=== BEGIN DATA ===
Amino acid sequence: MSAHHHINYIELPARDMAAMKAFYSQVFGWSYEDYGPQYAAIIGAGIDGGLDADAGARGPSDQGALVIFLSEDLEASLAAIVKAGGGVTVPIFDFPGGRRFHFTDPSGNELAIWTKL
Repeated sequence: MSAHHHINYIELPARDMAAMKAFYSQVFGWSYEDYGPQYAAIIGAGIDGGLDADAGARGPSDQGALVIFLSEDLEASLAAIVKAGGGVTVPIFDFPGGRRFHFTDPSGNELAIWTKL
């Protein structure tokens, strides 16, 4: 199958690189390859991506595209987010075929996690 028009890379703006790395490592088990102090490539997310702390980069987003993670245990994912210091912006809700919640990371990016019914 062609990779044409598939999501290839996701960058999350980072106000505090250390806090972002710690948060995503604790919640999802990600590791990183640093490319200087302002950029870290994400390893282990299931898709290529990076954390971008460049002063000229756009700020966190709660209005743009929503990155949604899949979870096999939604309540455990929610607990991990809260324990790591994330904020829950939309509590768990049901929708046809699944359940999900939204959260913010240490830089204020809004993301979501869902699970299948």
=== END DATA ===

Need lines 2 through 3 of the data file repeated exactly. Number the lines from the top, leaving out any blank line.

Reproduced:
Repeated sequence: MSAHHHINYIELPARDMAAMKAFYSQVFGWSYEDYGPQYAAIIGAGIDGGLDADAGARGPSDQGALVIFLSEDLEASLAAIVKAGGGVTVPIFDFPGGRRFHFTDPSGNELAIWTKL
């Protein structure tokens, strides 16, 4: 199958690189390859991506595209987010075929996690 028009890379703006790395490592088990102090490539997310702390980069987003993670245990994912210091912006809700919640990371990016019914 062609990779044409598939999501290839996701960058999350980072106000505090250390806090972002710690948060995503604790919640999802990600590791990183640093490319200087302002950029870290994400390893282990299931898709290529990076954390971008460049002063000229756009700020966190709660209005743009929503990155949604899949979870096999939604309540455990929610607990991990809260324990790591994330904020829950939309509590768990049901929708046809699944359940999900939204959260913010240490830089204020809004993301979501869902699970299948």